Dyspraxia

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DISORDERS OF MOTOR
PLANNING AND RESPONDING
Motor Disorders
Gross Motor
Developmental
Coordination
Disorder (DCD)
Fine Motor
Dyspraxia
Dysgraphia
1
Fred
Fred was a quiet baby and babbled very little. He makes more babbling noises now
(4 ½ yr.). He has never used words or jargon, but has developed a great deal of
gesture for use in communication. He understands everything we say to him and
enjoys stories and other verbal activities. He has begun to print words but only a few
of these are used for purposeful communication.
When Fred was 3 yr. and 9 mo. old he began to imitate animal noises. Most of these
were produced with vowel sounds and an occasional ‘b’ or ‘k’. I remember a few
weeks before his third birthday he repeated “bah, bah, bah” all one day. Thinking it
might mean “bye-bye”, I took him out in an attempt to satisfy his whish and
encourage him to continue, but he never repeated the sound after that day, so I may
have been mistaken.
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Fred cont.

3
At about the same time on three separate but identical occasions he
made the sounds “wah dow”. I interpreted it to mean “want down”
and helped him down. Then he learned to get down for himself and
the sounds to my knowledge have never been repeated. Whether
these were simply coincidences or not, I don’t know.expression, hand
and body movements, etc. He will frequently “act out” verbs like fall,
jump, etc. and sounds like escalator, revolving door, airplane, etc.
When he was three years and 10 months old, I suddenly realized that
Fred was reading words: dog, cat, etc. because he’d make the
sounds for the animal when he saw only the word. At three years and
eleven months he started making words all by himself with his
alphabet blocks. Later he started printing the words; he was unable to
make lower case letters well, but could translate lower case letters on
toy blocks into capital letters.
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Developmental
Coordination Disorder
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Dyspraxia
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Dyspraxia and Mislabeling

2 girls with Apraxia, a motor disorder,
mistakenly labeled:



6
hearing impaired
behavior disordered
Another woman (undergrad in this course) was
referred for testing at the age of 2 for not
speaking—now also w/ bad handwriting and
poor gross motor control, could run, however,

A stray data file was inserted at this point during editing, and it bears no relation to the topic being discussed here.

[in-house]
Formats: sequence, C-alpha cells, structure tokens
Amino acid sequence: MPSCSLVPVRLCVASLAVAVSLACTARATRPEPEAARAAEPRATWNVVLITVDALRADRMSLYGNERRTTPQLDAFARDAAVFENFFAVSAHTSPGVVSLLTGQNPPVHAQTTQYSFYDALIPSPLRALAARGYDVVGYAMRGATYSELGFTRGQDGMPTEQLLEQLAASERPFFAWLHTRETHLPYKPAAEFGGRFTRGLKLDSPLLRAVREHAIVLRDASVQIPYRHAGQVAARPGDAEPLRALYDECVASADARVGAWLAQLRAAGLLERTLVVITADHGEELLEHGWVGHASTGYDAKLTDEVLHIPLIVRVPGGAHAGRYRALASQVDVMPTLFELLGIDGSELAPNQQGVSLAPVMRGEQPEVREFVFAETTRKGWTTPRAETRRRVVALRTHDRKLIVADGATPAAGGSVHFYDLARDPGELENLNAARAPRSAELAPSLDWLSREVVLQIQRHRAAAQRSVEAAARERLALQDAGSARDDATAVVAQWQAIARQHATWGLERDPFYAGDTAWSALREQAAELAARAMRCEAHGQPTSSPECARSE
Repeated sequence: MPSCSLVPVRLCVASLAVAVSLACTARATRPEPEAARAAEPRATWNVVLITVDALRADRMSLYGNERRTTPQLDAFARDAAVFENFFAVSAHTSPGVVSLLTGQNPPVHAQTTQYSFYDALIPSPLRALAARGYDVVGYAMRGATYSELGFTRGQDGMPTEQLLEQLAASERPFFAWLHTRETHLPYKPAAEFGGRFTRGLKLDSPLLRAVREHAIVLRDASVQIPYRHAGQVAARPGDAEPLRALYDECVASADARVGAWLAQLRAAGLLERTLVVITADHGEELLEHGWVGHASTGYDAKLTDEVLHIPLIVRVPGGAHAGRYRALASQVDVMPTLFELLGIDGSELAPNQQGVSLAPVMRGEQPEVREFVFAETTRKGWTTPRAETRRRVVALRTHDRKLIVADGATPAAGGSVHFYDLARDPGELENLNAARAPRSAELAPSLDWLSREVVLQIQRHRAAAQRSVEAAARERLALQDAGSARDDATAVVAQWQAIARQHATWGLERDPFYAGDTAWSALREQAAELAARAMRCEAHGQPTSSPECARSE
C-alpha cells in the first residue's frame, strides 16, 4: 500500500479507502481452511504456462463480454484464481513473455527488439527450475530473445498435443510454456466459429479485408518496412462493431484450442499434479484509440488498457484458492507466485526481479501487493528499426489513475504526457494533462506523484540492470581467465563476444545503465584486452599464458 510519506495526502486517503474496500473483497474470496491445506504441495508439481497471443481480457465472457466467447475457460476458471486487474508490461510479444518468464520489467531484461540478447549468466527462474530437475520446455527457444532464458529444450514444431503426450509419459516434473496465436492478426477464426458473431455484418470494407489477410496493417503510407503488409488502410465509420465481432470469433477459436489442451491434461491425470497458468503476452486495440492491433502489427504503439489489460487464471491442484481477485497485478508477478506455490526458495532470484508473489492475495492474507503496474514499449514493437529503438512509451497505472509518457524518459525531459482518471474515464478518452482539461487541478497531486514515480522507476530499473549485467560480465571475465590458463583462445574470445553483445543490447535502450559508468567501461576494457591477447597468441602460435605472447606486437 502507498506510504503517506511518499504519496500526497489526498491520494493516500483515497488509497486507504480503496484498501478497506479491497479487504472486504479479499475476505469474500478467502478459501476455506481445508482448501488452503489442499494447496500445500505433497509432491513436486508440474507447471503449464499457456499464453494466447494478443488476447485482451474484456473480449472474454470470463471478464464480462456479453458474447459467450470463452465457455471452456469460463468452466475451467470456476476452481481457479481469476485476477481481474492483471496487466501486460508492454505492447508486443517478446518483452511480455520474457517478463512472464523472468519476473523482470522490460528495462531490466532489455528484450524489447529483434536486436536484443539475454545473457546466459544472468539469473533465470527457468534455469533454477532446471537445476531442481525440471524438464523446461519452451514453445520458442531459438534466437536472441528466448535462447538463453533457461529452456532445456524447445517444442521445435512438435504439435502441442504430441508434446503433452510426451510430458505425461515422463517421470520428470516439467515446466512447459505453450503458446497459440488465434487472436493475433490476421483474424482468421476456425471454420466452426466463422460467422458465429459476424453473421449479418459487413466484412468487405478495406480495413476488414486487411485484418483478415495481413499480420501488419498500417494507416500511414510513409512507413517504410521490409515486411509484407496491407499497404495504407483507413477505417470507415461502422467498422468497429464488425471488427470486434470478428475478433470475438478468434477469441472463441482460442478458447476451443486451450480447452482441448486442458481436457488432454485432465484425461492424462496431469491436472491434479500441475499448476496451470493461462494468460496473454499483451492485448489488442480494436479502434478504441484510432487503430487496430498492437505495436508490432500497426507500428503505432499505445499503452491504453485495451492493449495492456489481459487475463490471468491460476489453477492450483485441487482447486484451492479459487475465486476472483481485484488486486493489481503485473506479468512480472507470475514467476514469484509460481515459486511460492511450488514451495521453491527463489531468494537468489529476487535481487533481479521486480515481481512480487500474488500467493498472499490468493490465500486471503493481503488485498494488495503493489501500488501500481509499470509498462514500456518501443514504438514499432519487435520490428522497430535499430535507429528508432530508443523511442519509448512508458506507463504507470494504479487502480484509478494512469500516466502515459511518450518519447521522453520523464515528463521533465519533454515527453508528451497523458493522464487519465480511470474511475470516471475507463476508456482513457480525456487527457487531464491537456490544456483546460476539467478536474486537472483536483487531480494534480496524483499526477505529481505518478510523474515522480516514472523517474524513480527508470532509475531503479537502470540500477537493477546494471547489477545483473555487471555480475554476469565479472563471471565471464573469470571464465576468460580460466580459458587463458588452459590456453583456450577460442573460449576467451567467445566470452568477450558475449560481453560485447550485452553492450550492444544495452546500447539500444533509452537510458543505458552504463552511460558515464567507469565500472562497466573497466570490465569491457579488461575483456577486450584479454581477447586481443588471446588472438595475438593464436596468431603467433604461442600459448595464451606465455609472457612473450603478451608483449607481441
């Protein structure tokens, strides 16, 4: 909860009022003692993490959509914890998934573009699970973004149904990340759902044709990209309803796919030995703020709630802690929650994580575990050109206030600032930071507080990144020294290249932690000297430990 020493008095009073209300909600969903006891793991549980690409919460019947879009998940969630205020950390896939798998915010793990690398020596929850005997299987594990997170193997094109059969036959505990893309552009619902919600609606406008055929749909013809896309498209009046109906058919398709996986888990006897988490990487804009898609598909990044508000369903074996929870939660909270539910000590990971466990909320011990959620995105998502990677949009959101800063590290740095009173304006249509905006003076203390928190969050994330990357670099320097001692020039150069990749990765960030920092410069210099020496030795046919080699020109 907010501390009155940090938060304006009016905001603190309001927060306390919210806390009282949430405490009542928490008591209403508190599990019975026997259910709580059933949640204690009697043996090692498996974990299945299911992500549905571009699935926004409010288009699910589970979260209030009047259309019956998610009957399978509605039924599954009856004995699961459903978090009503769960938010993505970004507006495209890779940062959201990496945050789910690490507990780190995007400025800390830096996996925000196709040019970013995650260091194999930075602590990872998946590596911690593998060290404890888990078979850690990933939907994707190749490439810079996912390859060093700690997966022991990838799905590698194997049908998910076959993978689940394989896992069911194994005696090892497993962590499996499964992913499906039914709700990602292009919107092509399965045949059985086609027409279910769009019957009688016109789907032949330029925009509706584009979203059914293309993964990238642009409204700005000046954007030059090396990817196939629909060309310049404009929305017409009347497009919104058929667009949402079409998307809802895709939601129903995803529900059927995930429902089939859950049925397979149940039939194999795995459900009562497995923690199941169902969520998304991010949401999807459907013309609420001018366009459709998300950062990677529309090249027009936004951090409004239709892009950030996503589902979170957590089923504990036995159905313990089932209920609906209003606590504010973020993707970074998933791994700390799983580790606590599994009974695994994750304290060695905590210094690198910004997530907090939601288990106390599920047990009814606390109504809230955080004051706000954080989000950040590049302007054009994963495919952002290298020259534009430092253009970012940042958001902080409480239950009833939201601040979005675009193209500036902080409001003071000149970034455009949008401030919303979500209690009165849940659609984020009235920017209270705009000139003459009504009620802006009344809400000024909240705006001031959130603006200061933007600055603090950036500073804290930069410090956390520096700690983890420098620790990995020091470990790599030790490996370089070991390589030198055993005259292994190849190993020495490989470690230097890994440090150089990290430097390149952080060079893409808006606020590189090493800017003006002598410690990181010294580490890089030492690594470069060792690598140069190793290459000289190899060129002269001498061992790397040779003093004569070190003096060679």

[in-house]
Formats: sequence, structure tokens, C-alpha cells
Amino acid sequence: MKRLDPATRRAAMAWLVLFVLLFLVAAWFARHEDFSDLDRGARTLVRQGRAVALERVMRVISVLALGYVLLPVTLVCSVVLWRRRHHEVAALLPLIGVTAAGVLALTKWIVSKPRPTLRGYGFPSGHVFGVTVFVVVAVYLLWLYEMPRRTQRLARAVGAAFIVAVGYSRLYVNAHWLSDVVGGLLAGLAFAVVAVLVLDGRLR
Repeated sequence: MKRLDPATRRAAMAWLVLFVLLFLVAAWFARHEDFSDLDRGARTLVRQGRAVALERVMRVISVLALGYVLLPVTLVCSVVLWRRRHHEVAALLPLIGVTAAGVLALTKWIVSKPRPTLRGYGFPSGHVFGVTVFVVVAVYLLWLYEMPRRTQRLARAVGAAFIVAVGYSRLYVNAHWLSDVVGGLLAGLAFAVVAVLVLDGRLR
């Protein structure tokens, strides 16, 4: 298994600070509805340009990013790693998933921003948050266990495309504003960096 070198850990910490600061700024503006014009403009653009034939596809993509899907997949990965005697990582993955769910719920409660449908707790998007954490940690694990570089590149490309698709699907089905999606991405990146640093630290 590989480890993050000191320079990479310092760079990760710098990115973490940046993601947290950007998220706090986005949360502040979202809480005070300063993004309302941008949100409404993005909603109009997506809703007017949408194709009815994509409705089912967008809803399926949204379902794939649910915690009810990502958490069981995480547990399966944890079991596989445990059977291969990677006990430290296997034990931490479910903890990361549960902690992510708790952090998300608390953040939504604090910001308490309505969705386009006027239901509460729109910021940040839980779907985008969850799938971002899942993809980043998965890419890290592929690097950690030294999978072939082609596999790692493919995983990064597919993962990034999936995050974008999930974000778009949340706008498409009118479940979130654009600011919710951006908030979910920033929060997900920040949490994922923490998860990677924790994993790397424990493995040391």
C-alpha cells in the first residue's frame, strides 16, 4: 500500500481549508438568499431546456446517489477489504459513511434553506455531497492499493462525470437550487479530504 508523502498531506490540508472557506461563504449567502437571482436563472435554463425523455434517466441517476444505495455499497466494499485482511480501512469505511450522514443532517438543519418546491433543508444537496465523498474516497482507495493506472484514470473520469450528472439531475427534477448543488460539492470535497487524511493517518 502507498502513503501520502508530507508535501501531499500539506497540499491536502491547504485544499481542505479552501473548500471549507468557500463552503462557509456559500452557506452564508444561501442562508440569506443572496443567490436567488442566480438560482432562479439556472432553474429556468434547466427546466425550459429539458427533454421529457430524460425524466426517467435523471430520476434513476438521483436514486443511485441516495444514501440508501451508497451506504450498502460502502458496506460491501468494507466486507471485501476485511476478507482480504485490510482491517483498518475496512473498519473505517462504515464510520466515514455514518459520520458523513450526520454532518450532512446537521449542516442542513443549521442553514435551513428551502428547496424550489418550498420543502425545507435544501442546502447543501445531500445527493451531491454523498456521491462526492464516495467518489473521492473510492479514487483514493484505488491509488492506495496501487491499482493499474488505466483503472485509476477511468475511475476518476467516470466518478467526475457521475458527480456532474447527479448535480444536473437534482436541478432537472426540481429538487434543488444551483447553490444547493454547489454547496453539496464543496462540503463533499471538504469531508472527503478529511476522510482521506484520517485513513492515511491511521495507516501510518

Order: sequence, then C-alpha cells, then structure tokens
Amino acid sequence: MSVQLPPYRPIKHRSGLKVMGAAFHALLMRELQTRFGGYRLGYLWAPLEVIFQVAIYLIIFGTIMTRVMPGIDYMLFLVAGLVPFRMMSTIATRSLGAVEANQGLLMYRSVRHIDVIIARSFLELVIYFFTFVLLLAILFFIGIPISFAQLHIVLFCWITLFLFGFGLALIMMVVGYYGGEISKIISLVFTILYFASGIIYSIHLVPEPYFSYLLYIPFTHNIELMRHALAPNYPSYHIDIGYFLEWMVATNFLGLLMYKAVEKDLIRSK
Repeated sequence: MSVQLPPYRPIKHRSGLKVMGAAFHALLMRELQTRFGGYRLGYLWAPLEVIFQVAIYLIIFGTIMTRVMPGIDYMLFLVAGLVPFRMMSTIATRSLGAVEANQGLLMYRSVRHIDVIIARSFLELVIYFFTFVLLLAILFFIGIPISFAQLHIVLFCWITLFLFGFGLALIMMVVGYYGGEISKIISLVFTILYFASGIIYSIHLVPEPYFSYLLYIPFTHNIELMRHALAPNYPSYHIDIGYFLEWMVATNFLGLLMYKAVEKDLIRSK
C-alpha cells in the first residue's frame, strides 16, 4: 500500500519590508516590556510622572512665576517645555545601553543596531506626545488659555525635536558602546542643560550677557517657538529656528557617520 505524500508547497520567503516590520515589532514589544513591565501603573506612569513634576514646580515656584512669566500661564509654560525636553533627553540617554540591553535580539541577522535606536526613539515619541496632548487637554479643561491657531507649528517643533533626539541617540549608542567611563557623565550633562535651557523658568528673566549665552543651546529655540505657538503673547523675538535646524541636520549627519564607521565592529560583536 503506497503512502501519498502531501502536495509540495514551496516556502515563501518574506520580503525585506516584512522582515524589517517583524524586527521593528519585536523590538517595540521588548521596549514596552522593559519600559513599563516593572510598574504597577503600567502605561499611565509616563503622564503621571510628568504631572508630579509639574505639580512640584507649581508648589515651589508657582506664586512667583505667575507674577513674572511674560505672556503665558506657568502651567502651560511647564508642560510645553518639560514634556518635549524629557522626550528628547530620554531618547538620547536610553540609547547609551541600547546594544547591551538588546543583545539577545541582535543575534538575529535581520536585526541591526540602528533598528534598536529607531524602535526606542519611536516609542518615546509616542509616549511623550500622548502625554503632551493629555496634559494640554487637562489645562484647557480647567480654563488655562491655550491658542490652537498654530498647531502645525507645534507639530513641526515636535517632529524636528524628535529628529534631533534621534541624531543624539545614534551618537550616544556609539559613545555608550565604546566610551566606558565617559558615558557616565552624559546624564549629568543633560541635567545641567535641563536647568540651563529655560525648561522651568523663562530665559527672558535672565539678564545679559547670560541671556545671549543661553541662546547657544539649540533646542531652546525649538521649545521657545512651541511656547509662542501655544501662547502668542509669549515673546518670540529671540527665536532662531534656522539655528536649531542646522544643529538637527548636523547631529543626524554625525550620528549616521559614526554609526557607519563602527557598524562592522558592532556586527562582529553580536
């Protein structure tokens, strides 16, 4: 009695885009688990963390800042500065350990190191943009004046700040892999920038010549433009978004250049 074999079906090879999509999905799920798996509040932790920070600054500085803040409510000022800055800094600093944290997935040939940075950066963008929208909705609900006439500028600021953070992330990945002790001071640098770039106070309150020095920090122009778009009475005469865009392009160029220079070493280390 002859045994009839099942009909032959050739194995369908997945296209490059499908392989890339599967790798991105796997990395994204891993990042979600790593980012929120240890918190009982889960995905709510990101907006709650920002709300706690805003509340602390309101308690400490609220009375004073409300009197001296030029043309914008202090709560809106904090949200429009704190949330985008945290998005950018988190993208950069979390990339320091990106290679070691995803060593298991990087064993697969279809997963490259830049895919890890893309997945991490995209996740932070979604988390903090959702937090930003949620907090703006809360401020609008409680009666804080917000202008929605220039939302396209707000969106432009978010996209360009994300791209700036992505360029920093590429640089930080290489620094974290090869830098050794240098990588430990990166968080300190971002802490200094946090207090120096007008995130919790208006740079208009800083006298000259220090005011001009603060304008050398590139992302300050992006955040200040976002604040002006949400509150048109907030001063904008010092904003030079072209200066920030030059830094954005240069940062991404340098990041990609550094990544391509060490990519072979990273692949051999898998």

because less motor skill involved.
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Communication
Specific characteristics
of Apraxic speech
include


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un-sequenced sounds
or syllables
inconsistent speech
the loss of sounds or
words during
articulation
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Look at this link
Apraxia Video: listen to Brandon as an
example of dyspraxia
http://www.debtsmart.net/talk/inside_edition.html
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Communication cont.

Examples include
 "shif"
instead of "fish" or
 "miskate" instead of "mistake"
 pronouncing "gate" as it should be one day,
but replacing the "g" sound the next day with
"k" or "d" and saying "kate" or "date" (Hall,
Part I, 2000).
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10
Dysgraphia.

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History and handedness
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8 yr old Dysgraphic
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Vocabulary:
3 types of dysgraphia
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1.
memory dysgraphia
1.
motor dysgraphia
2.
1.
perceptual-spatial
dysgraphia
3.
1.
cannot recall the written
form of letters but can
copy
cannot form letters but
know that their writing
is poor
cannot form their letters
and do not know that
their writing or drawing
is poor
Learning Characteristics
1. Perception
2. Memory
RESPONSE CHARACTERISTICS
1. Fine motor
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16
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ADHD and Dysgraphic
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Perceptual or Motor
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Perceptual or Motor
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Emotional Characteristics
Students with dysgraphia are punished by…
1. staying in for recess to complete assignments
2. taking home excessive amounts of homework
People may assume that they are…
1. Lazy
2. Careless